Thanks for your response.

Many people believe angels exist and the planet is only a few thousand years old too — won’t make it true no matter how many of them buy into it. And how many people used to think a blood-letting or trepanning were valid treatments for anything? People swore womb massage cured “hysteria” too, think I’m signing up for that schtick? I don’t care how many people claim something works — the placebo effect has more research to prove it works than tumeric does.

The point which needs to be repeated until you grasp it is; products which have NO scientific evidence of their efficacy, despite adequate testing and research to find that evidence, are a con people tell themselves is true rather than admit they’ve been duped into believing liars and charlatans. And those same lies and liars need to be exposed.

The things that work, can be scientifically proven to have SOME genuine efficacy in trials, regardless of what group of people it supposedly works on. Your placid refusal to accept reality doesn’t you the ‘bigger person’, it makes you patronizingly arrogant to think your words of “it DOES work” trumps scientific evidence.

The key thing is if people are wasting their money and time on products which have no actual evidence to support their claims, they should be informed. If they choose to remain willfully ignorant after having been informed, more’s the pity. But we do NOT stop telling the truth about the lack of evidence for these treatments just because it upsets your delicate perceptions of magical-thinking. Most of us care more about the truth than our uninformed presumptions.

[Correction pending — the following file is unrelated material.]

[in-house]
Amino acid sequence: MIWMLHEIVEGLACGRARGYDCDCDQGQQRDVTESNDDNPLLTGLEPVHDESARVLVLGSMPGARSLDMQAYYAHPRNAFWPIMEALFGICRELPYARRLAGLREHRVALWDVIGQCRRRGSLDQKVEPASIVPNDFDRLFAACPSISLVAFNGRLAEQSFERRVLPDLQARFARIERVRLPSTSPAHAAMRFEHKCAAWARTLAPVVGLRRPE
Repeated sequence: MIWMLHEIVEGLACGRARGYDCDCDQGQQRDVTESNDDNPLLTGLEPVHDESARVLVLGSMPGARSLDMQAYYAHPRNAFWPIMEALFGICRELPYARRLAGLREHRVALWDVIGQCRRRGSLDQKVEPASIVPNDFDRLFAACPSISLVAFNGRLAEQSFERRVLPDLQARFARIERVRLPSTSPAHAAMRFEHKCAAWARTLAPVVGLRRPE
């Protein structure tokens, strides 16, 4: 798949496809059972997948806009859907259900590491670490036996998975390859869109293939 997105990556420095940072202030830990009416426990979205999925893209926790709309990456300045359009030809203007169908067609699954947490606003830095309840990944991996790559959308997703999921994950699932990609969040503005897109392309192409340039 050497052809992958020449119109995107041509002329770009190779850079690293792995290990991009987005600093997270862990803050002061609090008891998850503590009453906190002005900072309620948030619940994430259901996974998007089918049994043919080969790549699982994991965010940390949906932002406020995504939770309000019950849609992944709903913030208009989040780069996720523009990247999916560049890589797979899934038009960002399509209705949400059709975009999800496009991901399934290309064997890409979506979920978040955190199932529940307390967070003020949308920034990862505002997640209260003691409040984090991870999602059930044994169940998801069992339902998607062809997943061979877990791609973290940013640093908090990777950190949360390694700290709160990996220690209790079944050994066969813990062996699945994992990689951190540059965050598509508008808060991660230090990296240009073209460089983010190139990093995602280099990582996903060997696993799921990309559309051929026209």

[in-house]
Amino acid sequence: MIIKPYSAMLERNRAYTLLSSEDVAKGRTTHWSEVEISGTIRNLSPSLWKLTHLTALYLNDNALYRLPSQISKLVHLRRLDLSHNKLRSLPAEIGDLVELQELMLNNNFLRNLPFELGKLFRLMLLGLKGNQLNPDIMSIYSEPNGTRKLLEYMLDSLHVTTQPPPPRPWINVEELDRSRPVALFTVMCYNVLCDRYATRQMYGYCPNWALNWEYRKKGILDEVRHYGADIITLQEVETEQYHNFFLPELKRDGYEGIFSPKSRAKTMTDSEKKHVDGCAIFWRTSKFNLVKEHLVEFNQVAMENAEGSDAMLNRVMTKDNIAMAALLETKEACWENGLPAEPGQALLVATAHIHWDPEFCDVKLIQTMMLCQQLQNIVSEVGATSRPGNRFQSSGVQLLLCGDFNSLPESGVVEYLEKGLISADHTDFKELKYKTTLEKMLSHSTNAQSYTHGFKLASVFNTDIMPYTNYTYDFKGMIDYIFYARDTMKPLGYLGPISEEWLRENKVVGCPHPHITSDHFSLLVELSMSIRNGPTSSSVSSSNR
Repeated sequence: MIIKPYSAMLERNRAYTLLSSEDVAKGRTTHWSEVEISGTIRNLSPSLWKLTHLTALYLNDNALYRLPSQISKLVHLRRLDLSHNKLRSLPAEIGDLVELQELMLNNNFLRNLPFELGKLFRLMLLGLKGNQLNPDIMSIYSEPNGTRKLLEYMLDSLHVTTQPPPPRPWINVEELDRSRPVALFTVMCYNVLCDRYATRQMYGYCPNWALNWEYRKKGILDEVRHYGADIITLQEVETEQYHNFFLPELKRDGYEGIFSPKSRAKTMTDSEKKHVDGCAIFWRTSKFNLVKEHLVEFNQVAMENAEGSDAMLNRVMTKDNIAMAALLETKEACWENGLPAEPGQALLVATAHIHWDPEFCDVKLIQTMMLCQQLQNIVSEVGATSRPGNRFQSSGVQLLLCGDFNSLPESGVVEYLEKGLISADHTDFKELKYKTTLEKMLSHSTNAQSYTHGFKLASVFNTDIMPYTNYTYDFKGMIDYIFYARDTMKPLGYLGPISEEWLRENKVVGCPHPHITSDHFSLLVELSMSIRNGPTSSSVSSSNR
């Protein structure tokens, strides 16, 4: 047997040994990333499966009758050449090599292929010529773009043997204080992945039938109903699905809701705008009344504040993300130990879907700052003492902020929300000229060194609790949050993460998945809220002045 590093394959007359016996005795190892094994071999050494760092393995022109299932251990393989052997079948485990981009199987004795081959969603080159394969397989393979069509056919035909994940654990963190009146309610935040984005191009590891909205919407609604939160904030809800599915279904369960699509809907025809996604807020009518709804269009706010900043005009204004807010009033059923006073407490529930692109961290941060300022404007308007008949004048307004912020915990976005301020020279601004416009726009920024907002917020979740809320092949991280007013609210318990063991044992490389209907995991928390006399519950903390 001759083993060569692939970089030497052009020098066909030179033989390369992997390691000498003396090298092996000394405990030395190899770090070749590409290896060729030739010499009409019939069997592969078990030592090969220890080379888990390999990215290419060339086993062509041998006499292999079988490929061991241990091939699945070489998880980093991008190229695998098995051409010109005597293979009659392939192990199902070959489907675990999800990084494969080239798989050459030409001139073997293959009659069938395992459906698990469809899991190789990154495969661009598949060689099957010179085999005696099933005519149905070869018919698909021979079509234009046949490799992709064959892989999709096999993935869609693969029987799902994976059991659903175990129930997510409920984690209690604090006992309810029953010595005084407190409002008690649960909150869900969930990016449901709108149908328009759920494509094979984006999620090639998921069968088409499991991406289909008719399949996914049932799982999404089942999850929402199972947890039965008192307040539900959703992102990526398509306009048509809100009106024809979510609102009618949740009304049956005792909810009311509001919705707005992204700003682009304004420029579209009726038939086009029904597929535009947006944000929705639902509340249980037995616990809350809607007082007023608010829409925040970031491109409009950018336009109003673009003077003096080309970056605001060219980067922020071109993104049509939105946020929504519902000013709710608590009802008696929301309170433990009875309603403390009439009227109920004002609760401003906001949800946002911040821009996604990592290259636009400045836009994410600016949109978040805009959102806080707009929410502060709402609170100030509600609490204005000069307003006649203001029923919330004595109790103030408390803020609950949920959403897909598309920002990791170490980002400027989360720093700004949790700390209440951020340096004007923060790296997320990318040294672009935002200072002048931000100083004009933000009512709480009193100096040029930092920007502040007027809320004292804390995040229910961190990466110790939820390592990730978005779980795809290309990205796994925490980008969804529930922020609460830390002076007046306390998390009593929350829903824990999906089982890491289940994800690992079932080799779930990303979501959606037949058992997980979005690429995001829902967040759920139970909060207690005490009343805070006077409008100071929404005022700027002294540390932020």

Stay rational and responsible, neither of which includes saying something works without any evidence to support it. Being open to things which are, by all accounts, imaginary is called delusion. Saying that vaccines cause autism has cost lives. Claims that Ear Candling cleans out toxins has led to severe burns and injuries. People have gotten cyanide poisoning from being told Apricot Kernels can treat cancer. Through your kinds of arguments people have been conned into both buying and selling bullshit ‘medical’ products for years. Just last year the FDA cracked down on FOURTEEN companies selling fraudulent cancer treatments — THAT is what being “open and positive” about fictional medical applications leads to.

Proving what works and what doesn’t is EXACTLY what medical science is doing, and EXACTLY what this writer reports on. If you have a problem with his insistence on spreading scientific facts rather than random speculations, don’t read articles by people who give a damn about the science behind health claims and stick to regurgitating marketing garbage by quacks like Marcello on Twitter. Because I find your response offensive, ignorant and highly dangerous.